We love that this was a Christmas gift from one woman to her friend, and also that the item is dated (presumbably from year of manufacture) 1870. If you're thinking that it might be nice to have a collection of napkin rings, this would be a great place to start!
Compare on the Big Bad Auction Site (item 143609762792) @159.00
As we get further along in time from the patent date of 1900, it becomes much more difficult to find examples retaining the full floral detail which makes this fine old Durgin pattern so extraordinary. We're pleased to present these four to you, dear reader!
While quite common in the world of Continental silver, these are exceptionally scarce in Victorian era Americana.
There are some scratches on the reverse of the bowl, at end (see second enlargement) but the colorfully enameled head-dress is intact, and the face retains its original oxidation.
Like almost all items from the workshop of Colonial Williamsburg, it is of above average quality. Marked as shown in second enlargement.
It hardly needs to be said, but these are adorable.
Born in Switzerland (1868), Kunkler worked as both wood engraver and silversmith. He was a member of the Boston Society of Art & Crafts, exhibited his work at their gallery in 1907, and achieved the status of Master Craftsman in 1908. Surviving examples of his work would appear to be scarce.
Compare on the Big Bad Auction site (item 154699050597) @89.00 each!
Frequent guests of our little website will know that I'm fond of gushing about what an exceptional job the Durgin Corporation did in recreating New Hampshire's natural flora with solid silver. These Cat Tails, with their "fuzzy" flower heads, are perhaps the prime example of that work.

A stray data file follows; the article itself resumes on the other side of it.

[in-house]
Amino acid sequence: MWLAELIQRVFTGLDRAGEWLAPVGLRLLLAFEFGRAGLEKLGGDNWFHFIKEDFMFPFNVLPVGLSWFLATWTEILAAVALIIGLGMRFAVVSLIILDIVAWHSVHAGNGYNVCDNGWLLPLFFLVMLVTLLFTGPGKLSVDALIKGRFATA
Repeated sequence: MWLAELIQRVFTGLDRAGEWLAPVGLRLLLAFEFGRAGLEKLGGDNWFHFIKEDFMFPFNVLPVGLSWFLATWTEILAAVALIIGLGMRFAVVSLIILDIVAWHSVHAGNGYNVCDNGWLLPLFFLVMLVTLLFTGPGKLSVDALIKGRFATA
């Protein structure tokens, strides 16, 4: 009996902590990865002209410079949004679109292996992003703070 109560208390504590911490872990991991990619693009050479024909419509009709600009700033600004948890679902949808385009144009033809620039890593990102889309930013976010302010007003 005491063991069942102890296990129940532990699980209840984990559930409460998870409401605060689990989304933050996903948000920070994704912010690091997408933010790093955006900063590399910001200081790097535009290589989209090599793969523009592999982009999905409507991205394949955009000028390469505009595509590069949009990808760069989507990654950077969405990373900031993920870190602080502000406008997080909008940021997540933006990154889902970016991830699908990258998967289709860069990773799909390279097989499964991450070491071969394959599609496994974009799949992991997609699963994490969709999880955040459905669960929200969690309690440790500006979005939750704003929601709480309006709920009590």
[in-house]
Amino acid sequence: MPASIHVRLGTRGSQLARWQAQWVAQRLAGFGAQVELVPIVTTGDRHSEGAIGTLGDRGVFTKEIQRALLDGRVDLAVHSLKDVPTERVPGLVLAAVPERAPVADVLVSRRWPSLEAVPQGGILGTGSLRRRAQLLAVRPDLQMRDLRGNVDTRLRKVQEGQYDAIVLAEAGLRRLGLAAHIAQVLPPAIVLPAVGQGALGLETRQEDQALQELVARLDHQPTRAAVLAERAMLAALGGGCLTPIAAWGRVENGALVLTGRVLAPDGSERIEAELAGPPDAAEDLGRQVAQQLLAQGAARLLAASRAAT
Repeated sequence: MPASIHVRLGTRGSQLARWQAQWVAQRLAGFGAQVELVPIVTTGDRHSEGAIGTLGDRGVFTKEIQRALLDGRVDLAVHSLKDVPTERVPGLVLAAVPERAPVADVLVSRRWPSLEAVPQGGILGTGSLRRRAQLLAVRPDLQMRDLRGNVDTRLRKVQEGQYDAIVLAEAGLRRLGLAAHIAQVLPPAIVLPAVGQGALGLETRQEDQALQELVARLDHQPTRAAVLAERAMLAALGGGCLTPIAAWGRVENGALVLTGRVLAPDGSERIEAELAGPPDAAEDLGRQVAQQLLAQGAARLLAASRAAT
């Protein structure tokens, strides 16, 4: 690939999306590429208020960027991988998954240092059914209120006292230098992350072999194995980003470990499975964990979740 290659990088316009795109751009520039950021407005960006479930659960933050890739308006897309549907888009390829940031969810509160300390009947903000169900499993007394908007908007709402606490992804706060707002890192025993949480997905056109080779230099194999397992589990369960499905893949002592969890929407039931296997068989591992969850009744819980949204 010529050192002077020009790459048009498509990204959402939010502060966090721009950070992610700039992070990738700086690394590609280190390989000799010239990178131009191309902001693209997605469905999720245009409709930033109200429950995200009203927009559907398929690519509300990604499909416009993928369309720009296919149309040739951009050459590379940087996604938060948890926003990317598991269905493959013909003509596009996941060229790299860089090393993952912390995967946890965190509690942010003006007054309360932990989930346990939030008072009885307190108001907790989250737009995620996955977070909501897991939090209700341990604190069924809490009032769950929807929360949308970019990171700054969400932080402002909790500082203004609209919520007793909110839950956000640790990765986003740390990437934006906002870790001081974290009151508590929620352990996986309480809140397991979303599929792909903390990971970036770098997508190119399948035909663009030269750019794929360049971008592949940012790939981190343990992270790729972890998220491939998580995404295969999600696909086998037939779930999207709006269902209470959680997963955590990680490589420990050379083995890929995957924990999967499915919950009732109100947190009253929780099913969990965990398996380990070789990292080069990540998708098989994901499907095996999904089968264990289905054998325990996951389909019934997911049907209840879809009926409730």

Finally we will mention that althoug...
With its gadrooned border and luxuriously chased acanthus leaf thumb rest, this is a refined, well constructed and massive piece of early 20th century Boston silver. Please see fourth enlargement for marks.
Compare elsewhere (hint: search "Tuttle sterling pitcher 2700") on this wo...
Those with long memories will recognize this as the same mug which sold at Charlton Hall, June 14 2009, (lot 730) for 1725.00. Please take a moment to look at those catalogue photos (see fifth enlargement), and you will notice a few dents and some surface abrasion presumably due to improper cleaning with steel wool. We ...
A similar example, held by the Art Institute of Chicago, is shown in Chickering, plate 52; page 111.
These have probably "been to the wheel" sometime during their career, and it pains me to see Mr. Stone's work treated in such a manner. We must asume that our readers will agree, or else they'd be looking at Replacements, not here. That said, this is a rare form from his workshop, and also emin...
There is a pinprick dent, visible mostly from the reverse, which we show in excruciating detail (see third enlargement); also an engraved inventory number, but aside from these issues the condition is very good.